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Guest Blog: I’m lucky to have found WFF

February 19, 2019

Dr. Itengré with his wife Rasmata stand in front of Larry Ebert Medical Clinic in Burkina Faso. WFF is currently using space inside the clinic to provide medical care to women with fistula.

Guest Blog by Dr. Itengré Ouédraogo

I am Dr. Itengré Ouédraogo. You may have heard or seen my name over the past 8 years in connection with Worldwide Fistula Fund. Today I’d like to share my story with you and thank you for helping to make my successes, and those of the women I serve, possible.

Originally, I was trained as a general surgeon. I provided services to people living in the city of Dioulasso in Burkina Faso. However, in 2011 my life’s work would begin as I became engaged in the fight against fistula by joining WFF in Niger as Danja Fistula Center’s Medical Director.

WFF wants only the highest quality care for patients. With their mentorship, I set out to become an expert fistula surgeon and achieved my goal in 2013 when I became FIGO-certified. Throughout this time, the woeful stories of women and girls afflicted with fistula motivated me to work hard.

One woman’s story in particular stands out in my mind. Mme. Yougbare was a young woman when she became pregnant. While delivering, she suffered obstructed labor, had no access to C-section, and endured internal injuries that left her incontinent – steadily trickling waste uncontrollably through her vagina. She went from the joy of expecting a newborn to the sadness of becoming broken. She smelled. She was abandoned by her husband and family and forced to separate from her daughter all because of circumstances she could not control.

My work at WFF took me deep inside the suffering of women like Mme. Yougbare and gave me a feeling of personal responsibility to place my skills at their service. I performed successful fistula repair surgery for Mme. Yougbare, but more than that, she received holistic treatment sponsored by WFF. It was so rewarding to see her return to the hospital and find her with a big and lovely smile.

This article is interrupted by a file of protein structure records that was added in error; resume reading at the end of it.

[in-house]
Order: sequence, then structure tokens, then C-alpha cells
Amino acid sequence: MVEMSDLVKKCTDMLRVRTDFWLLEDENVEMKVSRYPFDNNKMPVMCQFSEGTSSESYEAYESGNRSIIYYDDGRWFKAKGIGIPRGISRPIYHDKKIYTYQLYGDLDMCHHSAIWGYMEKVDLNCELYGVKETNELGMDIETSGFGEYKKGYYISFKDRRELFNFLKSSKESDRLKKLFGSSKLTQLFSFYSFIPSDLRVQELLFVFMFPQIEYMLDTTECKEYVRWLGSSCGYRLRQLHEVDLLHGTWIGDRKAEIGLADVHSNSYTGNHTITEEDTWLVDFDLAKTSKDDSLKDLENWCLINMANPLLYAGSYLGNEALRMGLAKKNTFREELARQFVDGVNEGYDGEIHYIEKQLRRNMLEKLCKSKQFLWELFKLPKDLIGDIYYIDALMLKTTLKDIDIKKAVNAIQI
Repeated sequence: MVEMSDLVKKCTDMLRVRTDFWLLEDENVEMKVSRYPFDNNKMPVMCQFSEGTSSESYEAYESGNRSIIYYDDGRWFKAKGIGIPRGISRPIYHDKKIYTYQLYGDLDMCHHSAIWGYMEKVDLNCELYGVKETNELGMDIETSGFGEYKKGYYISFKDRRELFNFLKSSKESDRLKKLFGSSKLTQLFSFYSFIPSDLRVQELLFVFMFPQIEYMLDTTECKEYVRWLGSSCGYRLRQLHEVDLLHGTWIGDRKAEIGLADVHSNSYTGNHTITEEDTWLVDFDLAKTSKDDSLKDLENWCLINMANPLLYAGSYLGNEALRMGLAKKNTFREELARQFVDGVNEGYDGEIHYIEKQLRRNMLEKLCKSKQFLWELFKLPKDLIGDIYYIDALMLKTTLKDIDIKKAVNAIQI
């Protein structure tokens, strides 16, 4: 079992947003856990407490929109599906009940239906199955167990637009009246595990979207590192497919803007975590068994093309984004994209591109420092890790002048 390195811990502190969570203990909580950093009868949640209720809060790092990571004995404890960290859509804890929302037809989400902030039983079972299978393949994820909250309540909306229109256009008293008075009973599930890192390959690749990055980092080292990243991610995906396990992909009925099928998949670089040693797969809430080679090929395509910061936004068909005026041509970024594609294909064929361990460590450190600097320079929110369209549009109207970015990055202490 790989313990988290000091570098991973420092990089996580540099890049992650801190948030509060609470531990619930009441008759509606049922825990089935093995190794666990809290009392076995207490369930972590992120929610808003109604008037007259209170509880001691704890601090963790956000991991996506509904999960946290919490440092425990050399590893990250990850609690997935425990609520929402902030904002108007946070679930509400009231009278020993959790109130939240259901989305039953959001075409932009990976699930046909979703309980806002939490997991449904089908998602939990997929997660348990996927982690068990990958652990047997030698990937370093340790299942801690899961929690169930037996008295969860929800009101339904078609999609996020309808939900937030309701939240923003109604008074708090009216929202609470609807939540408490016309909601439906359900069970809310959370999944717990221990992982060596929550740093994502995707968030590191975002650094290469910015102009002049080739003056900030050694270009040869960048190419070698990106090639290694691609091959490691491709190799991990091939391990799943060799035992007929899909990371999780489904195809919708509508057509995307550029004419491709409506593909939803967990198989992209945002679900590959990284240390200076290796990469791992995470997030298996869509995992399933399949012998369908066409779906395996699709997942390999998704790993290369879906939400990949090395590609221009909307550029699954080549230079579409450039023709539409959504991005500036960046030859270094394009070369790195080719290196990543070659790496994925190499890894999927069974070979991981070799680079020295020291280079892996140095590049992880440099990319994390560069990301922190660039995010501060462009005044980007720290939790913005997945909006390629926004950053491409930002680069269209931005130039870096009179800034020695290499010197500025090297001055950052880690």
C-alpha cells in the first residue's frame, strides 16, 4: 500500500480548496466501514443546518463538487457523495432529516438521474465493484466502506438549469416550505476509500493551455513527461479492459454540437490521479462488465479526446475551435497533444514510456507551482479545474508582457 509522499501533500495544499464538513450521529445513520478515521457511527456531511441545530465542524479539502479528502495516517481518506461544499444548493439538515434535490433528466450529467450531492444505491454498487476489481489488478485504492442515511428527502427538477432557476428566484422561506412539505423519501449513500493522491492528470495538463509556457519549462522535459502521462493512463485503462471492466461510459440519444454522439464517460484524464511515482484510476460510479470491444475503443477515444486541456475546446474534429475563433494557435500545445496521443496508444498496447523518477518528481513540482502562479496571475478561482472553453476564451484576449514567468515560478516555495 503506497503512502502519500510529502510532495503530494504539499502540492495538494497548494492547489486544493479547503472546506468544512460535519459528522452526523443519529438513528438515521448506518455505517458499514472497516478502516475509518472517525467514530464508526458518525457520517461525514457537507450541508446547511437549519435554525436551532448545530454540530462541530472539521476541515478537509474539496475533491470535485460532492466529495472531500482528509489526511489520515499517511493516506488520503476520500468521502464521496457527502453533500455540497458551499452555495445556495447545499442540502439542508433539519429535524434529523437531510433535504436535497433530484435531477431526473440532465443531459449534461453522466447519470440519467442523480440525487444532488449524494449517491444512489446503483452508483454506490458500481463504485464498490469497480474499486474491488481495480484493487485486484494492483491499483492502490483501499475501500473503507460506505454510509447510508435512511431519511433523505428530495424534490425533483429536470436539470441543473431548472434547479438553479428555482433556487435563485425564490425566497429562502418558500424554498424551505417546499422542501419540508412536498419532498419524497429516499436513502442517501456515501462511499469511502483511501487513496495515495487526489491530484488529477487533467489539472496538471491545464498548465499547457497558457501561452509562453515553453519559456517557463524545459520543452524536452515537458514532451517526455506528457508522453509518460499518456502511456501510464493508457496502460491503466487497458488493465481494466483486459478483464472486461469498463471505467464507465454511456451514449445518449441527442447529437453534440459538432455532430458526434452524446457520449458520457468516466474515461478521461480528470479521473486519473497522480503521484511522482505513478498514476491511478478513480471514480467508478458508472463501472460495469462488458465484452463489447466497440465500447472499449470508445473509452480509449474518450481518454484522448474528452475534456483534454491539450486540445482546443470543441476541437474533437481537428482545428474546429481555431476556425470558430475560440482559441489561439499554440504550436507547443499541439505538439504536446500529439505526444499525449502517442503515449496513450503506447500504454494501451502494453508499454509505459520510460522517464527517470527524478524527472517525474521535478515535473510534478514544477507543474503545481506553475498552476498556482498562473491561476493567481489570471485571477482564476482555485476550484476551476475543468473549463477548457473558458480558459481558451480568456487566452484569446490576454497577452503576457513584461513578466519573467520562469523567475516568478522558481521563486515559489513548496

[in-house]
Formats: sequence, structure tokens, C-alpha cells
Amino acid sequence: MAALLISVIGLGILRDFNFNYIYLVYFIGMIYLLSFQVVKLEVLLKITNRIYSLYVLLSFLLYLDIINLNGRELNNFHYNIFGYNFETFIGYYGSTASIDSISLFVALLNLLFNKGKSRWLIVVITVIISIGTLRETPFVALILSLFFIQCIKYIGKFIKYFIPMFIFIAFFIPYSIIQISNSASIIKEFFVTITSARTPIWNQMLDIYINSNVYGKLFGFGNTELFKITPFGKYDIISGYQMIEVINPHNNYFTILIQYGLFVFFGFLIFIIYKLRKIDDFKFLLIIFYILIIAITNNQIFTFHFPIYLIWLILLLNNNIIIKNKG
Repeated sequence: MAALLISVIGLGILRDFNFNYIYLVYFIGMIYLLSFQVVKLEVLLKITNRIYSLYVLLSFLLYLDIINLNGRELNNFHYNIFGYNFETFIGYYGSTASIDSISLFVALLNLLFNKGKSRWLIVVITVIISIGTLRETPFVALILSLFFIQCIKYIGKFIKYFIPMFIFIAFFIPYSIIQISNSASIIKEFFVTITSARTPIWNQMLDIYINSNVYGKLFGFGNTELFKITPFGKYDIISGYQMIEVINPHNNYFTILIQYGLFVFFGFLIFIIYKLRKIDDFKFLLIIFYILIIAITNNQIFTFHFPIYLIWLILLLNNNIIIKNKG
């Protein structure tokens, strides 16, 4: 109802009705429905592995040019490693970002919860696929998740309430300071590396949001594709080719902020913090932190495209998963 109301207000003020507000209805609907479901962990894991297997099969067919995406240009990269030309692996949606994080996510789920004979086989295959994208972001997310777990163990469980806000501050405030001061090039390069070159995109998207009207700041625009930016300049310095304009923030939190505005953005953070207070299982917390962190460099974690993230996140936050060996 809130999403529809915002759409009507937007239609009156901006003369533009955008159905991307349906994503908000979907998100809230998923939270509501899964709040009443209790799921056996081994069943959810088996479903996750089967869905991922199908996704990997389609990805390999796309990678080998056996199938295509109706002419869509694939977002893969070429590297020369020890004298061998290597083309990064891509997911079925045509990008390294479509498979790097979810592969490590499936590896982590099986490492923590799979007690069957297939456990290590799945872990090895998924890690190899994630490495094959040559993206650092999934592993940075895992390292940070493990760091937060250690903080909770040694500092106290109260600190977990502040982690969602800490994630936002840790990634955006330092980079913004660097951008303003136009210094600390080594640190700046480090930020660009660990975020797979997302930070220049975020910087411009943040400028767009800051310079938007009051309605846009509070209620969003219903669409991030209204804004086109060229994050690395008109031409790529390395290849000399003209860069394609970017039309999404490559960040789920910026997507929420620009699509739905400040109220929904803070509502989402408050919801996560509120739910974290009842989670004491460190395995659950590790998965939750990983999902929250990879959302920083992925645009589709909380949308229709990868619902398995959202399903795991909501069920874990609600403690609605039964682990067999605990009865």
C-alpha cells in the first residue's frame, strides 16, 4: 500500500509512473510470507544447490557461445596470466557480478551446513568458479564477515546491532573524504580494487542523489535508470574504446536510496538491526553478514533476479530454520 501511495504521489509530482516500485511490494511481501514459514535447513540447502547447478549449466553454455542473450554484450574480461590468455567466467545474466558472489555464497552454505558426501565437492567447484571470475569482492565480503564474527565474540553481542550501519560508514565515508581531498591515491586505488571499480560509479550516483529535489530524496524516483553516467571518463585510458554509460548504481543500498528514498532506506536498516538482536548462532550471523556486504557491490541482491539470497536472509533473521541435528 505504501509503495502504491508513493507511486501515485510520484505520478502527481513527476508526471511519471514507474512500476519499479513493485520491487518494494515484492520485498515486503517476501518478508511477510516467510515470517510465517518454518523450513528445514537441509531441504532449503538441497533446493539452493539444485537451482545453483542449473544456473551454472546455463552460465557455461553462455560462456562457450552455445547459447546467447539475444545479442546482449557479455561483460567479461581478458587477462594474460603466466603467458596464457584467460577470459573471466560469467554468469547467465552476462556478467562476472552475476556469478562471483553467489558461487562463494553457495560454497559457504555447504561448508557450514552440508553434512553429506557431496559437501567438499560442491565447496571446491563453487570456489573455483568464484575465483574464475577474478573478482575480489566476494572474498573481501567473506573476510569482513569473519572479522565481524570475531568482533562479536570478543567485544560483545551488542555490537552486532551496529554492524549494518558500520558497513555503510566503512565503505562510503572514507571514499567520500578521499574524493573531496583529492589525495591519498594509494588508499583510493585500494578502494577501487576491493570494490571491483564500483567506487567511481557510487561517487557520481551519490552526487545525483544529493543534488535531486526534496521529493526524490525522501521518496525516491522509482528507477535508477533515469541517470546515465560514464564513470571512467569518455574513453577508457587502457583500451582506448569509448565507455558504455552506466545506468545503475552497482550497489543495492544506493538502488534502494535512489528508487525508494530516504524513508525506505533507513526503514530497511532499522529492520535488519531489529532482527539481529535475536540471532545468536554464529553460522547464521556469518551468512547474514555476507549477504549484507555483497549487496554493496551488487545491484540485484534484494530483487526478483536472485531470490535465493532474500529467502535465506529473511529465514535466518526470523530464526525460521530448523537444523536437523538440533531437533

About a year ago, it became apparent to me that I must return to my home to deal with imminent family concerns. My home is in Burkina Faso, a land-locked West African country that struggles against chronic poverty and malnutrition.

My future became uncertain and my work looked to be at an end. However, I’m pleased and grateful that WFF entrusted me with developing fistula services here in the capital city of Ouagadougou (pronounced Waga-Dugu). As in most of Africa, hundreds, perhaps thousands, of women in Burkina Faso are victims of fistula and only a small percentage have access to treatment.

I feel compelled to take this opportunity to say that your generosity does much more than just heal childbirth injuries and train doctors like me. Good health enables people living in poverty to contribute more strongly to their own success; work, education, and household income all improve.

I know we will continue to bring women like Mme. Yougbare from sadness to joy! We recently set a goal to provide 80 life-changing surgeries and 50 training opportunities to women with childbirth injuries in 2019 through our Burkina Faso program (number of training opportunities based on percentage of women who have previously enrolled; some women already have jobs).

I know that none of this would be possible without your support. You have made a real difference in women’s lives and in my life. We have together created a system that works.

  1. Surgeries are being successfully performed.
  2. Survivors are returning home with dignity.
  3. Advocates are reaching out for prevention.

Thank you for helping make my success, and those of the women I serve, possible. I look forward to writing to you all again soon from my home in Burkina.

Kind regards,
Itengré